Recombinomics | Elegant Evolution

Home Founder What's New In The News Consulting

H1N1 Consulting

Paradigm Shift

Viral Evolution

Intervention Monitoring

Vaccine Screening

Vaccine Development

Expression Profiling

Drug Discovery

Custom Therapies


Audio:Jan21 Feb2 Feb13 Feb18 RSS Feed twitter News Now                         
Live feed of underlying pandemic map data here

H1N1 G158E and D225G Low Reactors Recombine in Russia
Recombinomics Commentary 07:11
February 22, 2010

Sequence analysis of pandemic A(H1N1)2009 viruses indicated that they were genetically homogeneous.  A small number of viruses showed reductions in their reactivity with some ferret antisera (raised against a panel of representative viruses including the vaccine virus) in HI assays.

The above comments from the WHO report on the selection of 2010/2011 vaccine targets acknowledge the detection of low reactors but provide little detail.  Recently released sequences at GISAID by the CDC and Mill Hill provide some specifics.  Both detail isolates from Germany that have N158E as the only non-synonymous HA change, and both isolates are designated as low reactors.  The linkage of low reactor status to a single nucleotide change raises concerns that such low reactors will become increasingly common, as the human target population develops more immunity to H1N1.  Mill Hill has also reported that another single nucleotide change, which produces D225G,  also generates a low reactor designation.

The linkage of immunological escape to these small changes also allows for combining these designators by recombination, which has happened in Russia.  The recently released sequence, A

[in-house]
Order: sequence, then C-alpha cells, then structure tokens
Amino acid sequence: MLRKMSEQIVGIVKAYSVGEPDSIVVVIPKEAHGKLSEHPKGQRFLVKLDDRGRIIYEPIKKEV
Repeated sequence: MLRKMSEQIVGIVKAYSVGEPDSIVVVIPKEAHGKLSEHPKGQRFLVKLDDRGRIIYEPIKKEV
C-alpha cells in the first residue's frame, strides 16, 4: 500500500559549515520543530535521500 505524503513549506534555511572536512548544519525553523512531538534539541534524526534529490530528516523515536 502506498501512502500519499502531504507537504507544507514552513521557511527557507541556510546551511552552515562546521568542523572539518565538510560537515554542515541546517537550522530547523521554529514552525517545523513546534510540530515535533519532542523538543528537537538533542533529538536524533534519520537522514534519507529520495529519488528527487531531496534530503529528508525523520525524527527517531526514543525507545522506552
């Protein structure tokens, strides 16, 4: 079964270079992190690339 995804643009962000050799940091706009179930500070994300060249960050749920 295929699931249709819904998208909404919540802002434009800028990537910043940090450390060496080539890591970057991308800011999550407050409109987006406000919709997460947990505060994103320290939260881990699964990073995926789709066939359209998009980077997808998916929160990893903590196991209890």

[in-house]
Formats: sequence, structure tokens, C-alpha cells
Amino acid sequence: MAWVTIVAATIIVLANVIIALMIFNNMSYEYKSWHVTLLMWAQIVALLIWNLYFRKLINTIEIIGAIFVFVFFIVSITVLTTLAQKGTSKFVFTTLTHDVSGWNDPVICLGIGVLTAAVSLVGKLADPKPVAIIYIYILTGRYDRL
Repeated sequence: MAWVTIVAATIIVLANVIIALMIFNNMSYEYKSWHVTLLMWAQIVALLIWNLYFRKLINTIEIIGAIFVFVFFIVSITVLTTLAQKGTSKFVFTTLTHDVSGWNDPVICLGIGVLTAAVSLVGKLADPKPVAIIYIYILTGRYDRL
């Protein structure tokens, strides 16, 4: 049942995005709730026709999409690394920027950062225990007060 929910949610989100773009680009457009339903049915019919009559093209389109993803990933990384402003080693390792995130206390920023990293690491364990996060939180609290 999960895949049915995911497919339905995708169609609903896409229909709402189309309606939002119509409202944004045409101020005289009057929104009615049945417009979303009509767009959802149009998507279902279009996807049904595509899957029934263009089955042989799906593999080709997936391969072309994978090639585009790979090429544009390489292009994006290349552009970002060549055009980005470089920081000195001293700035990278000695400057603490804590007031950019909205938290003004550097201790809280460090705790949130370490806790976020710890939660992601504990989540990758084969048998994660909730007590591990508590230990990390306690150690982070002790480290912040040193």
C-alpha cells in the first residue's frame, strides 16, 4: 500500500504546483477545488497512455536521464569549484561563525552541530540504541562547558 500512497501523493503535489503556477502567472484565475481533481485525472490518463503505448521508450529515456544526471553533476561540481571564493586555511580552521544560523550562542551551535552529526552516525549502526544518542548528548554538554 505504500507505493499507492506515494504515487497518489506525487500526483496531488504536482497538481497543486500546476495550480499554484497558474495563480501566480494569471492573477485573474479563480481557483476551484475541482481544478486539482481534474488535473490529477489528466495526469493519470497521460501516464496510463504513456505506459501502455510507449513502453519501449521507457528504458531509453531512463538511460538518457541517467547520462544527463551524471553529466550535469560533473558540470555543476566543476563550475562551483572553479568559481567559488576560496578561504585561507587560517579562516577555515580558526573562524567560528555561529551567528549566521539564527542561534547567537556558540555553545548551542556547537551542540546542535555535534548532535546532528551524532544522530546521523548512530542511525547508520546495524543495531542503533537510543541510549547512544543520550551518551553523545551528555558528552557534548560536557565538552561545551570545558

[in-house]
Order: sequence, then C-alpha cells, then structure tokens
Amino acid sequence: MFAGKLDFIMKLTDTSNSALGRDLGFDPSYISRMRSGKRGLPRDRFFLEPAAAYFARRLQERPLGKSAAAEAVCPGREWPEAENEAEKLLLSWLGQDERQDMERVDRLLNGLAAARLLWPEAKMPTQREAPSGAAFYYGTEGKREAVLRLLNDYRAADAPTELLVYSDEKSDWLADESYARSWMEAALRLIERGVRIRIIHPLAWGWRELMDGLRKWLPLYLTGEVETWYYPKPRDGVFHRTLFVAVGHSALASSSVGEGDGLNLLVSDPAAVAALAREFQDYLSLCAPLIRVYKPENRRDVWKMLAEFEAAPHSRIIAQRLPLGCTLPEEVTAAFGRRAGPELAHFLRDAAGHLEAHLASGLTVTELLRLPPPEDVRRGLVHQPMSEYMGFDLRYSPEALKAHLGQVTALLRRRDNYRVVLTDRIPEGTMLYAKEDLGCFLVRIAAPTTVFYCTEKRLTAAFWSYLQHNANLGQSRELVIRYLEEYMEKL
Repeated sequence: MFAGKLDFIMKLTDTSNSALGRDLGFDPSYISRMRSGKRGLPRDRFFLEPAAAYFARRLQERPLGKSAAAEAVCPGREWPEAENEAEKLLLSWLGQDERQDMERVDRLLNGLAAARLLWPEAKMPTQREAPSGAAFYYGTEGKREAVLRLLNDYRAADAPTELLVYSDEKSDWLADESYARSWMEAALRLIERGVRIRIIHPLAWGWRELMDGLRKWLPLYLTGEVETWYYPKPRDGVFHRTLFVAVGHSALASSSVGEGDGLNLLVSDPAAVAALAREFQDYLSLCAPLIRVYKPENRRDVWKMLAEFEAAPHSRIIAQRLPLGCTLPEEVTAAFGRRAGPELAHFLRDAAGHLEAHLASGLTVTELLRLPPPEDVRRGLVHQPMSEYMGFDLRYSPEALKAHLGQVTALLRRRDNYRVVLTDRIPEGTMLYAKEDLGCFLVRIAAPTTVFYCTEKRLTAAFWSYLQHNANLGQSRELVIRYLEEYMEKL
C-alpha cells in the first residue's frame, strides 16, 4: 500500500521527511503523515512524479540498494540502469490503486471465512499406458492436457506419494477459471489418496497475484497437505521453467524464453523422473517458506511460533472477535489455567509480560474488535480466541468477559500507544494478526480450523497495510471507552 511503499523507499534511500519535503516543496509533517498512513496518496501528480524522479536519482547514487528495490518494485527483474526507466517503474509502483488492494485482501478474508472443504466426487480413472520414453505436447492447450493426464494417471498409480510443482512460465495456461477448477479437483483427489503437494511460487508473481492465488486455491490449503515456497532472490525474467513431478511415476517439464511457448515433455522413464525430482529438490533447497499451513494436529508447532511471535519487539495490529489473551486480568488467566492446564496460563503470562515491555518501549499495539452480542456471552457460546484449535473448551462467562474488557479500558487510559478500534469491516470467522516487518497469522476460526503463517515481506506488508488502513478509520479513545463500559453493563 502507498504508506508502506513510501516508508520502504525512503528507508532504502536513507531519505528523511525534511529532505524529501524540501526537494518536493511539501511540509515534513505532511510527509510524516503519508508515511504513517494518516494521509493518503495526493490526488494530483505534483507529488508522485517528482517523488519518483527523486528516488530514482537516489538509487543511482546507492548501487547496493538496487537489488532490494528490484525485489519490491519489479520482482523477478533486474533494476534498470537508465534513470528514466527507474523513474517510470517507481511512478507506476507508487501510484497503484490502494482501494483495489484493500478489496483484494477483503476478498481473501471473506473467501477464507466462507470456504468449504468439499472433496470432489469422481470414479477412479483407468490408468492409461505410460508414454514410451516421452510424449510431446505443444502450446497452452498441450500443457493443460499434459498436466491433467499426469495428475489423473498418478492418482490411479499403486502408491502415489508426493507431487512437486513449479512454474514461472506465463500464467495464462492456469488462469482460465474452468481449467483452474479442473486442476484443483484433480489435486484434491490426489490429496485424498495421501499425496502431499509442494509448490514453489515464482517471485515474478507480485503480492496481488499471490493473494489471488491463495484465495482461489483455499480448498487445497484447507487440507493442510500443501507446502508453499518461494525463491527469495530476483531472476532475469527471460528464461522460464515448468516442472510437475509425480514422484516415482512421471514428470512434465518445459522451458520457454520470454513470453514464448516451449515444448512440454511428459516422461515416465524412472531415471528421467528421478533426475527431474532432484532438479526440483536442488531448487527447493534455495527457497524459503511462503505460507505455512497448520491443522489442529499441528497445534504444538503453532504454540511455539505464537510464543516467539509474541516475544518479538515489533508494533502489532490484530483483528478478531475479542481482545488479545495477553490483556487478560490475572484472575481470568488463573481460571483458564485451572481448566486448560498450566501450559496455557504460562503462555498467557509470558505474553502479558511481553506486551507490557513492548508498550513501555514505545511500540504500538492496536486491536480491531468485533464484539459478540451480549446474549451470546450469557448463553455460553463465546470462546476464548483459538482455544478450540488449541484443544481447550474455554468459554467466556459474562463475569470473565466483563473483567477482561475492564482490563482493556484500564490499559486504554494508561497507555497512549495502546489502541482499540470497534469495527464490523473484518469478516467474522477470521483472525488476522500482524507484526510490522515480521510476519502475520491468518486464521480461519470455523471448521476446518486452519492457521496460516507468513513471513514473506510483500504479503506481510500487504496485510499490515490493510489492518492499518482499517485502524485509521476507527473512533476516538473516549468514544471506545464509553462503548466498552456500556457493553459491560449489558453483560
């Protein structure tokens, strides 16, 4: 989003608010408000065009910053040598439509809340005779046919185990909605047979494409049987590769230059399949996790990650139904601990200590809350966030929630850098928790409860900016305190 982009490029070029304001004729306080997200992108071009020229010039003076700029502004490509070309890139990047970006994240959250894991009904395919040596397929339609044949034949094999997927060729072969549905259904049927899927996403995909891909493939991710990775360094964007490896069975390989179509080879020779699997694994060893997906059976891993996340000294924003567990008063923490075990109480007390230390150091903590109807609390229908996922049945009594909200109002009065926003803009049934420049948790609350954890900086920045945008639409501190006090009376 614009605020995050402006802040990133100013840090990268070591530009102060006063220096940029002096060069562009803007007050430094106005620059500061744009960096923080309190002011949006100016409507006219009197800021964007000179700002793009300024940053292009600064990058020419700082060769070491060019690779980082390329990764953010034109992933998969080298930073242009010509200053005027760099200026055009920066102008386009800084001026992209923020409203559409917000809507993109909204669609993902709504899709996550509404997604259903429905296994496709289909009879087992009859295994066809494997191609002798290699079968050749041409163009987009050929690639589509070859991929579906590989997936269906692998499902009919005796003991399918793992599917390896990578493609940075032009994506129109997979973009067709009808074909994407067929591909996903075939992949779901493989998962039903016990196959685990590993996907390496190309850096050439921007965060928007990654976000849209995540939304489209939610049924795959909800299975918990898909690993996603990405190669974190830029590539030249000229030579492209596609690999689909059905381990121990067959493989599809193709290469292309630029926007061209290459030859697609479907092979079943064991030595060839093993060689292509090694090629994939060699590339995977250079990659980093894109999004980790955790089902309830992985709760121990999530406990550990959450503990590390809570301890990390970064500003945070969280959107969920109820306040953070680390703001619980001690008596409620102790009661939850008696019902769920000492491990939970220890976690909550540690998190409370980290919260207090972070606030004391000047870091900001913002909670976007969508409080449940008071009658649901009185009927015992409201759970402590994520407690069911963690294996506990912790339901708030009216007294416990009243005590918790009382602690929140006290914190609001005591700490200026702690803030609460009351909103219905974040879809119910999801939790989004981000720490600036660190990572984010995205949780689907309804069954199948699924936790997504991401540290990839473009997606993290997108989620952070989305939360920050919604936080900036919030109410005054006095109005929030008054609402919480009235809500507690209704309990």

/Salekhard/01/2009, from lung tissue has both low reactor polymorphisms, N158E and D225G.  Since each of these changes lowers the titer by at least four fold, the combination may produce an additive effect which reduces the titer by at least 16 fold, which would require titers of 640 against the wild type sequence to produce borderline protection offered by a titer of 40 to sequences with both polymorphisms.  Thus, the additive effect would lead to widespread vaccine failure.

The presence of sequences (also seen in Italy) with both changes, would raise serious questions about the WHO decision to leave the vaccine target unchanged through 2011, when low reactors with both changes were identified in 2009, well in advance of the selection committee meeting.

California/7 was a controversial original selection because it was a mixture and not well represented in subsequent sequences.  The current vaccine target, X-181A, has five amino acid differences with the consensus sequence, setting the stage for rapid progression to a low reactor status.

The combination of two low reactor polymorphism, N158E and D225G in the same HA sequence is cause for concern.

Media Links

Recombinomics Presentations

Recombinomics Publications

Recombinomics Paper at Nature Precedings

Home | Founder | What's New | In The News | Contact Us

© 2010 Recombinomics.  All rights reserved.